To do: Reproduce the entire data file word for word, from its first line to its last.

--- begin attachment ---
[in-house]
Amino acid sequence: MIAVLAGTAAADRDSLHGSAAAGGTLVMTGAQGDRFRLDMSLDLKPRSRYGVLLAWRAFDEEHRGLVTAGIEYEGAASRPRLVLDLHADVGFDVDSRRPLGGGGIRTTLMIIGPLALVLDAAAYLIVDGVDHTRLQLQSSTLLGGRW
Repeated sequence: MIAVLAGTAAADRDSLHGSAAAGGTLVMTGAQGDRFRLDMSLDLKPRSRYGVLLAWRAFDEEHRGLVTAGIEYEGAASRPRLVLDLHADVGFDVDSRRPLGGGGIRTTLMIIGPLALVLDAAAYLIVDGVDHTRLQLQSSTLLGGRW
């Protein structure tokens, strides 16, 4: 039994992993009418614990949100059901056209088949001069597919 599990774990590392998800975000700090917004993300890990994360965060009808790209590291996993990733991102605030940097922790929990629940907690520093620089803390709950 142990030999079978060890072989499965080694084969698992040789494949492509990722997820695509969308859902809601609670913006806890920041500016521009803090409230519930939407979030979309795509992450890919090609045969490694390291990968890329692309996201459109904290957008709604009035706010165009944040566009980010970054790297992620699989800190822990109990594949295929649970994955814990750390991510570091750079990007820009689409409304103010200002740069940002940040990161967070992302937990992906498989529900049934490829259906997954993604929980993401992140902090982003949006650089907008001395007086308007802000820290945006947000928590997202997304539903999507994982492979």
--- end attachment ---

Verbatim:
[in-house]
Amino acid sequence: MIAVLAGTAAADRDSLHGSAAAGGTLVMTGAQGDRFRLDMSLDLKPRSRYGVLLAWRAFDEEHRGLVTAGIEYEGAASRPRLVLDLHADVGFDVDSRRPLGGGGIRTTLMIIGPLALVLDAAAYLIVDGVDHTRLQLQSSTLLGGRW
Repeated sequence: MIAVLAGTAAADRDSLHGSAAAGGTLVMTGAQGDRFRLDMSLDLKPRSRYGVLLAWRAFDEEHRGLVTAGIEYEGAASRPRLVLDLHADVGFDVDSRRPLGGGGIRTTLMIIGPLALVLDAAAYLIVDGVDHTRLQLQSSTLLGGRW
């Protein structure tokens, strides 16, 4: 039994992993009418614990949100059901056209088949001069597919 599990774990590392998800975000700090917004993300890990994360965060009808790209590291996993990733991102605030940097922790929990629940907690520093620089803390709950 142990030999079978060890072989499965080694084969698992040789494949492509990722997820695509969308859902809601609670913006806890920041500016521009803090409230519930939407979030979309795509992450890919090609045969490694390291990968890329692309996201459109904290957008709604009035706010165009944040566009980010970054790297992620699989800190822990109990594949295929649970994955814990750390991510570091750079990007820009689409409304103010200002740069940002940040990161967070992302937990992906498989529900049934490829259906997954993604929980993401992140902090982003949006650089907008001395007086308007802000820290945006947000928590997202997304539903999507994982492979």